Make a Difference: Sponsor a Pupil Barrister For Just £3 a Day

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Andrew Jackson, a barrister at 5 Pump Court Chambers, has come up with a compelling proposal to raise the measly £12K minimum pupillage award

I simply do not accept the fake hand-wringing about pupillage pay. “I wish we could pay our pupils more – they certainly deserve it!” is the typical barristers’ response when this issue is raised. There is, however, a straightforward way the Bar Council could end the situation it has created.

1. Every pupil to be paid a minimum of the average graduate salary. For the sake of mathematics, let us call this £25,000.

2. For every 25 full tenants, a chambers must take on one pupil to be funded in full by chambers at that salary (in other words, a chambers cannot say part of this funding is to come from case fees undertaken by the pupil during second six).

This means that for a set of 50-60 barristers (not uncommon in London these days), the set is required to take on two pupils every year. The figures on the above are equally clear – each tenant would spend £1,000 a year – the equivalent of under £3 per day.

At those prices, a pupil would cost less than two cups of coffee a day. I suggest prospective pupils only have to visit the pubs and wine bars around chambers to see barristers drinking heartily as to why they ‘cannot afford to pay pupils more’.

When I last proposed the above salary I was told by the then chairman of the Bar that if pupillage pay was mandatory at that amount even more chambers would fail to offer pupillage.

Of course, if the second part of the proposal was adopted this argument would be negated.

I still have had no clear answer as to why this uncomplicated idea cannot be brought in.

For more on minimum pupillage awards, check out this thread on the Inner Temple LinkedIn page



*Very* cursory check of OLPAS lists 73 sets paying >£30k, plus another 11 paying between £25k and £30k. So 84 sets would be unaffected by this. Some are funding 4-5 pupils at £60k each.

The £12k minimum I believe includes 2nd six fees and expenses, so these award bands are just the cash chambers hands over unconditionally. The above 84 sets excluded, there are financial awards bands of £15-25k (30 sets), £10-15k (62 sets), and £5-10k (22 sets), so around 114 who currently pay under national average wage per pupil.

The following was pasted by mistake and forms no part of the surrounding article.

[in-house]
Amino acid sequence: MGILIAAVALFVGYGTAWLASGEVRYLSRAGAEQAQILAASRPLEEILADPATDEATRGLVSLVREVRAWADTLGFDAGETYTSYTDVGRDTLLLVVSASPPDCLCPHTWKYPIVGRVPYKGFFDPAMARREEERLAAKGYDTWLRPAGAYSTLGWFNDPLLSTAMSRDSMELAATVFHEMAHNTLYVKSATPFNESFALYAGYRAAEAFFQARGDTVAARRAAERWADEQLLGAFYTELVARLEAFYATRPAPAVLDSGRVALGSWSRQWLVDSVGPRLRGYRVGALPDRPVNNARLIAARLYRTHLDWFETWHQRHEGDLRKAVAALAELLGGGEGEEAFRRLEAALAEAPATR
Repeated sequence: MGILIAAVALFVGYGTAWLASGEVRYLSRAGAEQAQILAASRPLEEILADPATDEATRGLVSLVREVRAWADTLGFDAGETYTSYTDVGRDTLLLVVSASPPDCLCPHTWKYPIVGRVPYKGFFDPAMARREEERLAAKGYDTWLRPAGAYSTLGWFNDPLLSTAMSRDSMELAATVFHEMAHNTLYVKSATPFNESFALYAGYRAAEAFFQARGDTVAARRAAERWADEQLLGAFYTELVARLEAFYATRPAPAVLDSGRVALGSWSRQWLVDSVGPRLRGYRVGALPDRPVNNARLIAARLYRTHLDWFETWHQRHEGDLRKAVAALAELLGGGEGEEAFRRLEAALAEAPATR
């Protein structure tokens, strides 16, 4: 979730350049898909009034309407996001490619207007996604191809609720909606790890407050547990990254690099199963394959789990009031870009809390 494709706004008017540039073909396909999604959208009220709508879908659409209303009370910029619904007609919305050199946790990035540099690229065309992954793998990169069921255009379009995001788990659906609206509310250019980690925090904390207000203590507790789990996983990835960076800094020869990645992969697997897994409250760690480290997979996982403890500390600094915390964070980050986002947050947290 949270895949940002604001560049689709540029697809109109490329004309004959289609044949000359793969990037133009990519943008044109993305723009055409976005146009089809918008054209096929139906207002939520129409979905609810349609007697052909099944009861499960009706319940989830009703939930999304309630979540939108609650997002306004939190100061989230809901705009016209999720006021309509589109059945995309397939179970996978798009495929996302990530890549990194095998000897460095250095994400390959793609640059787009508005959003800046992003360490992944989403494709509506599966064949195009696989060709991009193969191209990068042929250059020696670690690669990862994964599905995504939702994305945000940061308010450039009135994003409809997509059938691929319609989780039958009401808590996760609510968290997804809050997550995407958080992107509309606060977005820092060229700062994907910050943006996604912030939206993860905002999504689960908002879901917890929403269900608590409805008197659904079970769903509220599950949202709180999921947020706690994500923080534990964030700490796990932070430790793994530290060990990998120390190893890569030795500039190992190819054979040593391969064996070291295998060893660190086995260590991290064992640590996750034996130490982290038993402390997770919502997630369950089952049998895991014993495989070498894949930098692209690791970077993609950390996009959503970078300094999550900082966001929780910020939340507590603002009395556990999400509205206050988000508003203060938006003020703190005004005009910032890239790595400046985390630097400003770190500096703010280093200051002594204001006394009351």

There is perhaps a case for questioning whether sets currently paying the minimum (£12k including some fees & expenses) for 3-4 pupils should be encouraged to fund perhaps only 2 at a better rate. Not only would there be a drop in the number of pupillages, but pupils who had earned £25k during pupillage would suddenly find their income dropping on gaining tenancy. There is some market sense supporting the arguments of the apparently craven lushes of the criminal bar!

My personal view is that reform of pupillage awards should be tied into reform of the BPTC.

Imagine that the BPTC was only open to those (a) with pupillage, so that chambers paid fees for that year, plus a small stipend for 1st six before fees could be earned in 2nd six; (b) major scholarships from the Inns (which cover majority of fees and provide a 95% chance of the candidate finding a pupillage); or (c) those wishing to practice outside England & Wales.

In one fell swoop, you’d remove the problems of students racking up massive debts with little prospect of pupillage, you’d not need the silly aptitude test, and you’d make the law schools accountable to the chambers who were funding their pupils and expecting them to be ready for pupillage. Everyone starting the BPTC would do so knowing how it was funded and the overwhelming majority would know where they were practicing the following year.